Sweet Slice of Mine

I have a confession to make. From the very first time I ever heard of the Slice of Life Story Challenge up to this very moment, it makes me think about food.  That first time, I think it was a slice of pumpkin pie that I envisioned. I totally had to laugh at myself a bit, but as time has gone by and I still get a mental picture of some sweet treat as I read the words slice of life, I have to accept that the phrase equates with sweetness for me.

Whenever I am just getting ready to write a slice of life, flashes of pies, cakes, and all sorts of delicious treats dart through my mind's eye. One good thing is that it is only a flash, and then I am able to think straight and get to writing. That couple of seconds is quite tempting though. I'm surprised at my self restraint for not writing only about sweet treats each week, or better yet, I am really surprised that eating desserts as part of my slice writing routine hasn't become a thing. 

Making a connection between slices of desserts and the windows into daily life that we call slices isn't too much a stretch though. If nothing else, this natural association proves to me to what depth my mind thinks along poetical/metaphorical/symbolic pathways. We all know that life is not always sweet. That is not what I'm trying to say. 

For many people, like myself, dessert would be considered a viable main course option if it weren't a terribly unhealthy way to nourish our bodies. I grew up in a home where treats were homemade and imported from stores by the mound. Besides the staple sweet breads, cookies, and other baked goods, my mom made the most delightful divinity and peanut brittle when I was really young, before her life became too hectic to take the time for that stuff. Her divinity was so good that even though I haven't had her version in over twenty years, nothing can compare. And let's not get me started on See's candies. Dude. I love that stuff. And I make a delectable pumpkin pie (that's the one I saw in my flash of a dream that first day of slicing). I could go on forever about desserts; I only wish it weren't so bad for our bodies to indulge in these lovely sweets with our meals more often. Alas, partaking of sweets too much and too often is unhealthy, but that is possibly what makes them so very good. We always want more of what we can't have.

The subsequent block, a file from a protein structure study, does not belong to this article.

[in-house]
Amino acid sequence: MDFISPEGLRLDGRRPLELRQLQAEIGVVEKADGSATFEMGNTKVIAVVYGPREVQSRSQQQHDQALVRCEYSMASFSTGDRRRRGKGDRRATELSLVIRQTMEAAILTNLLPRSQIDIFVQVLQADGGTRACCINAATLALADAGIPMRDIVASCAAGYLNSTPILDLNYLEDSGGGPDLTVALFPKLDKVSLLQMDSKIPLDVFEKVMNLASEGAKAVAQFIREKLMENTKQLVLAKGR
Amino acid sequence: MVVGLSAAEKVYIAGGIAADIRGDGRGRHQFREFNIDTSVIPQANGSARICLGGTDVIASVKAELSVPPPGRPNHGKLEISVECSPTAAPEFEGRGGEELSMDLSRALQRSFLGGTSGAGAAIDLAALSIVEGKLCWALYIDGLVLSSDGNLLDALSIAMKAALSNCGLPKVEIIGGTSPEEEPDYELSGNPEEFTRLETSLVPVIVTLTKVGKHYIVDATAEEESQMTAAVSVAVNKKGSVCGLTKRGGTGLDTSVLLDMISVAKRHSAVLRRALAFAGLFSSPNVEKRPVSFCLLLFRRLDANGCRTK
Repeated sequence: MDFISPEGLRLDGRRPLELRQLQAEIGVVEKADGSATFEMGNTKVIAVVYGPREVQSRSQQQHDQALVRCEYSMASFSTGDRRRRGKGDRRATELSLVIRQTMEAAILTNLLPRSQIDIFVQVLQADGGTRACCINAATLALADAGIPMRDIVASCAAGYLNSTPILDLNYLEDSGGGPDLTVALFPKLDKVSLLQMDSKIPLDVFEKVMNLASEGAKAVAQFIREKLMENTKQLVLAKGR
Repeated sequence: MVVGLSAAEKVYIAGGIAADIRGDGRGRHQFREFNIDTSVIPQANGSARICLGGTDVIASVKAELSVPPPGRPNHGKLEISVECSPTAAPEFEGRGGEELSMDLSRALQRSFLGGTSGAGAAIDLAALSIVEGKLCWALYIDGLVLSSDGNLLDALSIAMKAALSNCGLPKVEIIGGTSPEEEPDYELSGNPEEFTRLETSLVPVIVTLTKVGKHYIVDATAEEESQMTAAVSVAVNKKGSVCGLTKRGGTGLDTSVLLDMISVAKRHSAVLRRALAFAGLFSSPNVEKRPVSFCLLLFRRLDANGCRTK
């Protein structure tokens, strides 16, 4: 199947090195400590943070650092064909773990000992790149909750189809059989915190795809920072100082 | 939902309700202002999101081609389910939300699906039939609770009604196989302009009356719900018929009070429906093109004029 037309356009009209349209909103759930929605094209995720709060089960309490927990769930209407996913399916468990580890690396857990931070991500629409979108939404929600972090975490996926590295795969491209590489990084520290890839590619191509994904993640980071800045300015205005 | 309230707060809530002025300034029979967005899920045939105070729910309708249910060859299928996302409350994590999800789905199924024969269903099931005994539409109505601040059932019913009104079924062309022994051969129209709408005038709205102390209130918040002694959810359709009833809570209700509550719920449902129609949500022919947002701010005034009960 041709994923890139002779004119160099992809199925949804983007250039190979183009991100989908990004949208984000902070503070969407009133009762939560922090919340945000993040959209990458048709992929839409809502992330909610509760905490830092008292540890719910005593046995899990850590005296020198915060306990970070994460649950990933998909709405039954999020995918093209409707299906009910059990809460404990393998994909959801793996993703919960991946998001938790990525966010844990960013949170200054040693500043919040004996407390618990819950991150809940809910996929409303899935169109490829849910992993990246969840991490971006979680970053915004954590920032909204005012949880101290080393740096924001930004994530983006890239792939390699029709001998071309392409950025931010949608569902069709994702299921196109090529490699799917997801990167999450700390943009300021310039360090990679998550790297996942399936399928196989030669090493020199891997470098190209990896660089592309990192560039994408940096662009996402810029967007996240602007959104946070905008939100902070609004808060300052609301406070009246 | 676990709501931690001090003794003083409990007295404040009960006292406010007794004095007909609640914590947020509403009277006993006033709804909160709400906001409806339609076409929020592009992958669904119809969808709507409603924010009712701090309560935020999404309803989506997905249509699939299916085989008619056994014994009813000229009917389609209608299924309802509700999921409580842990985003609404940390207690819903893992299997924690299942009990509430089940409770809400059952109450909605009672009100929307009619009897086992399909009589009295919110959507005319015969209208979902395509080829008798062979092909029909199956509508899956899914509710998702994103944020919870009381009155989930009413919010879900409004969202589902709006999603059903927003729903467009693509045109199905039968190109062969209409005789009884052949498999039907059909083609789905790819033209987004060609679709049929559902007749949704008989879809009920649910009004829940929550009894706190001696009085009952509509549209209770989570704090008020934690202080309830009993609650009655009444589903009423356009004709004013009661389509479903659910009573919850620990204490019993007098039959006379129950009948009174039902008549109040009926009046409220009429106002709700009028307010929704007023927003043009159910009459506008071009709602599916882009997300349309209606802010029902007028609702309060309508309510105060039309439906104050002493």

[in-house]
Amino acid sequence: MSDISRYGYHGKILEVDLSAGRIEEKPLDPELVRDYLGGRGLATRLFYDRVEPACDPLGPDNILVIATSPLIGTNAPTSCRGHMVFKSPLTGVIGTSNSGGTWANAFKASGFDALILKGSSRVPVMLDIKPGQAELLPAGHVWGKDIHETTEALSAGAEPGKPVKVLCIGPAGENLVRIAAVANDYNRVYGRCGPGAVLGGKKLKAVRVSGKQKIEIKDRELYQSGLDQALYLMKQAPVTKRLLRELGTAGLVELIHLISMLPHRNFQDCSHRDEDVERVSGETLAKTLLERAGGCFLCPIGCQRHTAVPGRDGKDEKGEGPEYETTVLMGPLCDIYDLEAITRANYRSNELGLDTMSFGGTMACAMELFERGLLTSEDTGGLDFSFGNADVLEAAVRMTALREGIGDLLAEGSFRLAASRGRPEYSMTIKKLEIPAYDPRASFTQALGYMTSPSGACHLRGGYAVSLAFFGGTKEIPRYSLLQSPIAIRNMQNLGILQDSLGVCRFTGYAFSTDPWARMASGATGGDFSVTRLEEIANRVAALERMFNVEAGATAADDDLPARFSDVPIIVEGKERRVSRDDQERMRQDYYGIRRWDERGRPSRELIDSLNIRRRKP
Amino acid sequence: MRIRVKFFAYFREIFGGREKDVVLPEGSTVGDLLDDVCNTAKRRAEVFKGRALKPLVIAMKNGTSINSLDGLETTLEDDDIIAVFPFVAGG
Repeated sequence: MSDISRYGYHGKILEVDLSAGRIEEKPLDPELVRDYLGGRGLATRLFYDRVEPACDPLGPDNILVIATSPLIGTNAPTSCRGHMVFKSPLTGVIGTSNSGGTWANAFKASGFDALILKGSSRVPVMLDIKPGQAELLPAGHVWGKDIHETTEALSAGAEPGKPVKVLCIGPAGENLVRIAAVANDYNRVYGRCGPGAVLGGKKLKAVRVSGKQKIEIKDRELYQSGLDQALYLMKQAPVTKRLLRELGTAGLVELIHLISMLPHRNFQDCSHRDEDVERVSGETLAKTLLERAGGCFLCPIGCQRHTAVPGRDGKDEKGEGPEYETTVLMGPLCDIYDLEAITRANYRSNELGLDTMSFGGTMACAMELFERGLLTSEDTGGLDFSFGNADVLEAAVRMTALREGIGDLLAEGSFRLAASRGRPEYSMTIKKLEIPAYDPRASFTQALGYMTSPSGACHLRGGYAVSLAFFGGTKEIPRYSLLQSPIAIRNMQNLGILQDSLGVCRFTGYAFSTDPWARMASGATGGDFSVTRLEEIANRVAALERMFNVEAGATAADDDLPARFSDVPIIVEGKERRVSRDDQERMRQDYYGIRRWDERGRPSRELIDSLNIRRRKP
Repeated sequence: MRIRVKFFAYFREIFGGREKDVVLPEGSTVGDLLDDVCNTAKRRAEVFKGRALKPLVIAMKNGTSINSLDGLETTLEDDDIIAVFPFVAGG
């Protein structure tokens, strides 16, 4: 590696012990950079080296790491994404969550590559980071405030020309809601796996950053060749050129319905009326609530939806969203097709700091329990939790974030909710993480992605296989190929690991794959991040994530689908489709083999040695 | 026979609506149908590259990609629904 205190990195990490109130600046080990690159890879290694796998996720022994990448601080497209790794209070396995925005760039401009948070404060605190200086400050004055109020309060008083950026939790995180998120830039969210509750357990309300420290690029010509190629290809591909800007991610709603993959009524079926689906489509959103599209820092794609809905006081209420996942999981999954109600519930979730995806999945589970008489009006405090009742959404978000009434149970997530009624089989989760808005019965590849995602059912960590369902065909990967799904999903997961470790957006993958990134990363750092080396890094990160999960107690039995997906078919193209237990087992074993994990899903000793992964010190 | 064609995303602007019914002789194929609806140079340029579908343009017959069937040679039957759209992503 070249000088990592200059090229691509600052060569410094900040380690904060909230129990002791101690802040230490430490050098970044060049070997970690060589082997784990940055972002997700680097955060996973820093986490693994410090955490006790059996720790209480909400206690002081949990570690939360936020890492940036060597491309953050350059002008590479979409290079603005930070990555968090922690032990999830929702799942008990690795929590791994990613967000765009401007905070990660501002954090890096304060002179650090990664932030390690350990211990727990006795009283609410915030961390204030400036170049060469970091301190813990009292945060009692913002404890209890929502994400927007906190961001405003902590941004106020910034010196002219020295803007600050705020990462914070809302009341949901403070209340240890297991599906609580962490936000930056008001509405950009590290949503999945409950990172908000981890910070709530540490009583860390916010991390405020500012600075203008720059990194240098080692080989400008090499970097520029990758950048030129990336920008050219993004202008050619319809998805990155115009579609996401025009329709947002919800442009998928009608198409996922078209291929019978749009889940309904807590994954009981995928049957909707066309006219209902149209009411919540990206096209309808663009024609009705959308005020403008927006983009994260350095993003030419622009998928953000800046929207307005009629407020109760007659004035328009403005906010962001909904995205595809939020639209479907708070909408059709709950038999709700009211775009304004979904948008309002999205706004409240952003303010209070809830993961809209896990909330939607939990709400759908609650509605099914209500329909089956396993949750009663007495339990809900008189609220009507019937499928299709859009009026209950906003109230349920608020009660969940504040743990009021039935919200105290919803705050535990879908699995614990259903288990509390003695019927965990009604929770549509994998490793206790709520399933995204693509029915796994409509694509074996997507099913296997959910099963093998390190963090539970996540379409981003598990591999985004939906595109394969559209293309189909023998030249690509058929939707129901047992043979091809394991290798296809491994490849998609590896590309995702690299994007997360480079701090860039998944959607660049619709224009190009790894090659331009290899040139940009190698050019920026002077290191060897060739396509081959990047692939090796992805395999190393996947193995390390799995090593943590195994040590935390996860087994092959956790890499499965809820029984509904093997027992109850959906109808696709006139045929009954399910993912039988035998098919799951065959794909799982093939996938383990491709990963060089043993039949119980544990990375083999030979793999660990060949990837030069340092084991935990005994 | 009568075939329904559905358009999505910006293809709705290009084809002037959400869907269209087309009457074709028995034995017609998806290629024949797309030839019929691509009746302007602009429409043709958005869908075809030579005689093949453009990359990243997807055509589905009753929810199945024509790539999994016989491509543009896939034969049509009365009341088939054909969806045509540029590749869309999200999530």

And that is where life ties in with desserts. At a glance, it would be a dream come true if all we ever had were trips to Disneyland and ice cream, cakes, and bon bons while watching favorite movies on a purple chaise lounge in the softest satin night gown with a gentle bre... Wait. Excuse my sweet reverie there for a sec. I mean, wouldn't it be great if we didn't have any of those unsavory problems that keep us from eating those bon bons on a chaise lounge? I don't think so. Call me crazy, but I think the lessons we learn from the every day meat of life--problems, trials, learning curves, etc.--are the most nourishing to our souls. That doesn't mean our problems are the best part of life, no. Yet, it does mean that the happy times are made all the sweeter when we are able to partake of them. 

Not all of my slices of life are of the sweet variety, but because I choose to write about that moment in time or aspect of life, it provides an opportunity to go back and savor either the actual slice or the lesson which taught me something delicious. Whenever I think about all the heartbreak I've had the pleasure of writing about, I realize that the sadness helps me enjoy smaller kindnesses than I used to. I took many little things for granted since they were just part of life. By taking a slice out and setting it on a plate for all to read, we are inviting others to stop taking for granted the little things and really enjoy it. 

It is safe to say that the slices of our lives are the best parts of our existence; therefore, pass me one of those cupcakes over there. 





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